Reactivity

The present results replicate earlier findings that confidence ratings are reactive and the direction of this effect depends on participants’ self-confidence (Birney et al. 2017; Double and Birney 2017a). Although reactivity has always been a concern for research using some methods of measuring metacognition such as think-aloud protocols, it is only recently that reactivity to seemingly unobtrusive measures of assessing metacognition has received significant research. For example, recent empirical work by Mitchum et al. (2016) and Soderstrom et al. (2015) has challenged the notion that judgements of learning can be elicited without affecting participants performance. In addition, reactivity to confidence ratings appears to depend on participants’ self-confidence – performance of participants low in confidence appears to be impaired when confidence ratings are elicited. It has been well established that confidence ratings are highly related to actual cognitive performance (Stankov 2000, 2013; Stankov et al. 2014). This correlation may, however, be somewhat inflated by the asymmetrical effect of eliciting confidence ratings, if high self-confidence participants do not react to confidence ratings, whereas low self-confidence participants react negatively then the effect of pre-existing confidence on performance will be exaggerated when confidence rating are elicited and so too will the correlation between confidence and performance. Although further research is needed to confirm this hypothesis, it is worth mentioning that the typical correlations between online (contemporaneous) confidence ratings and performance are far greater than the correlations between self-report, trait-like measures of confidence and performance (Stankov et al. 2012, 2014).

The present reactivity effects also suggest that participants appear to differ in the way they make decisions about progressing through a task when confidence ratings are elicited compared to when they are not. For confidence ratings to be reactive, they must presumably direct attention to information that participants would not otherwise attend to (Ericsson and Simon 1993), which leads them to modify their metacognitive control during the task. This suggests that either the judgements elicited by confidence ratings do not necessarily occur spontaneously when confidence ratings are not provided or that the metacognitive process is, at least in part, an implicit one. This may need to be further considered by theories of cognitive decision–making that argue that individuals use their subjective confidence to decide when to progress to the next item in a test (Ackerman 2014), which may not ordinarily happen in the same way as it does when confidence ratings are elicited.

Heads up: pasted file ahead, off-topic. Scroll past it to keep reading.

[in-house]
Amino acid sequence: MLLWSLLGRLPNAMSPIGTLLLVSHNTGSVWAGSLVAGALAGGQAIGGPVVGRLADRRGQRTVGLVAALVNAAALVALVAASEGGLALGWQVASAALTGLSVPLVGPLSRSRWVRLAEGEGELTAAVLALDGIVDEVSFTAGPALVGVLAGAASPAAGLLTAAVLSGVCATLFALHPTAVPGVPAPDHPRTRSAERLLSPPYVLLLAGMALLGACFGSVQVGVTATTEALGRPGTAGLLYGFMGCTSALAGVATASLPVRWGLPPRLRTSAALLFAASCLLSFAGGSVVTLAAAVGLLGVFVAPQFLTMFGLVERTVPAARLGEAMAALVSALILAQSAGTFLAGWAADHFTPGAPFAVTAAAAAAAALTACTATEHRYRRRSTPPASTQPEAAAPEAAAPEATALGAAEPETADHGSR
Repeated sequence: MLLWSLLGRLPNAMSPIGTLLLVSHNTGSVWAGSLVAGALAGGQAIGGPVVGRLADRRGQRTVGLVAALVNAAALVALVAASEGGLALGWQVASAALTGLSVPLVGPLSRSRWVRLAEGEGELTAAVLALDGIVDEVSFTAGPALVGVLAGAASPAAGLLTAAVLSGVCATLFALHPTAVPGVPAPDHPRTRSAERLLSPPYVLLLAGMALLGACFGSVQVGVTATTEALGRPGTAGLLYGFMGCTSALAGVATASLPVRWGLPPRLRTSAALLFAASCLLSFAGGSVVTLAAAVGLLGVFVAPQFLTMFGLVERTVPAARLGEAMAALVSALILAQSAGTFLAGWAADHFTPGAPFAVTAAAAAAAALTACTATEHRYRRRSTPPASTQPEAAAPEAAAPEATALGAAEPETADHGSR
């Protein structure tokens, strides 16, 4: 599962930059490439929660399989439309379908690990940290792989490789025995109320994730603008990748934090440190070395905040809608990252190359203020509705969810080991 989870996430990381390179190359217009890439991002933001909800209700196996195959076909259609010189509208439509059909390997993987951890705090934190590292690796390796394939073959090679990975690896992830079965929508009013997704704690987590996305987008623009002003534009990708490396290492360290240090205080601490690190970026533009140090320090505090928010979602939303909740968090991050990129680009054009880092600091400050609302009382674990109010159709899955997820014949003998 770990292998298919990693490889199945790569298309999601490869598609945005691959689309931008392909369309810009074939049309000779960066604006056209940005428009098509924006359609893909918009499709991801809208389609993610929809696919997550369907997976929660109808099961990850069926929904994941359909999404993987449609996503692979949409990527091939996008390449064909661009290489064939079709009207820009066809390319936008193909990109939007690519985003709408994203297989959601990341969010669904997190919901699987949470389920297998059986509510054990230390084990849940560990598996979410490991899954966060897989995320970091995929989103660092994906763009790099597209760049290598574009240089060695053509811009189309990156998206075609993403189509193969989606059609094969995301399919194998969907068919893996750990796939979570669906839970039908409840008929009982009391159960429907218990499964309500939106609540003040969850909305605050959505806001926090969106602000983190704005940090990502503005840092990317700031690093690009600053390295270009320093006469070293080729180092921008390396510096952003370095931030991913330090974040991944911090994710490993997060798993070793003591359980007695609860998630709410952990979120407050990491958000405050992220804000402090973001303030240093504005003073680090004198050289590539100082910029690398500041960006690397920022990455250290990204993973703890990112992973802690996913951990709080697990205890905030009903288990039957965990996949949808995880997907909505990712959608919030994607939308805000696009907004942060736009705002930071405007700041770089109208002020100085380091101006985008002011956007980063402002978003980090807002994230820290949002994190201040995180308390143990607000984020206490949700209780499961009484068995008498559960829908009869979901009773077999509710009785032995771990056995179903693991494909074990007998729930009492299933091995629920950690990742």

Metacognitive monitoring

Confidence ratings require participants to evaluate their performance. It is therefore intuitive to expect that they would facilitate performance monitoring, which would in turn benefit performance. This belief is informed by the often-held assumption that increasing the frequency of self-monitoring is equivalent to increasing the quality of self-monitoring. However, we find no evidence that performing confidence ratings resulted in more accurate metacognitive monitoring, on the contrary participants who performed confidence ratings in the current study were significantly less calibrated in their retrospective appraisals of their performance. The results tend to indicate that participants in the CR group based their retrospective appraisals on their prospective self-confidence to a greater extent than the No-CR group. This suggests that confidence ratings may direct attention toward self-relevant beliefs and concepts such as prospective confidence, and away from monitoring performance on the task at hand. This finding is in keeping with the idea that confidence ratings rely on information-based cues (Dunning et al. 2003; Koriat et al. 2004). While further replication is needed, the fact that the retrospective appraisals of the CR group deviated less from their prospective confidence and were less aligned with how they performed, suggests that their prospective confidence was more prominent in their metacognitive evaluations as a result of performing the confidence ratings. The implication is that performing confidence ratings may direct attention away from experience-based cues (i.e., task-focus) and onto participants’ information-based cues, particularly existing (prospective) confidence related beliefs (i.e., self-focus).Of course, if one’s information-based cues are diagnostic of actual performance then confidence ratings may result in better metacognitive monitoring (e.g. in a deceptively difficult task). As such, eliciting confidence ratings may be a poor intervention for improving the often observed performance monitoring deficits in older individuals (e.g. Palmer et al. 2014; Soderstrom et al. 2012).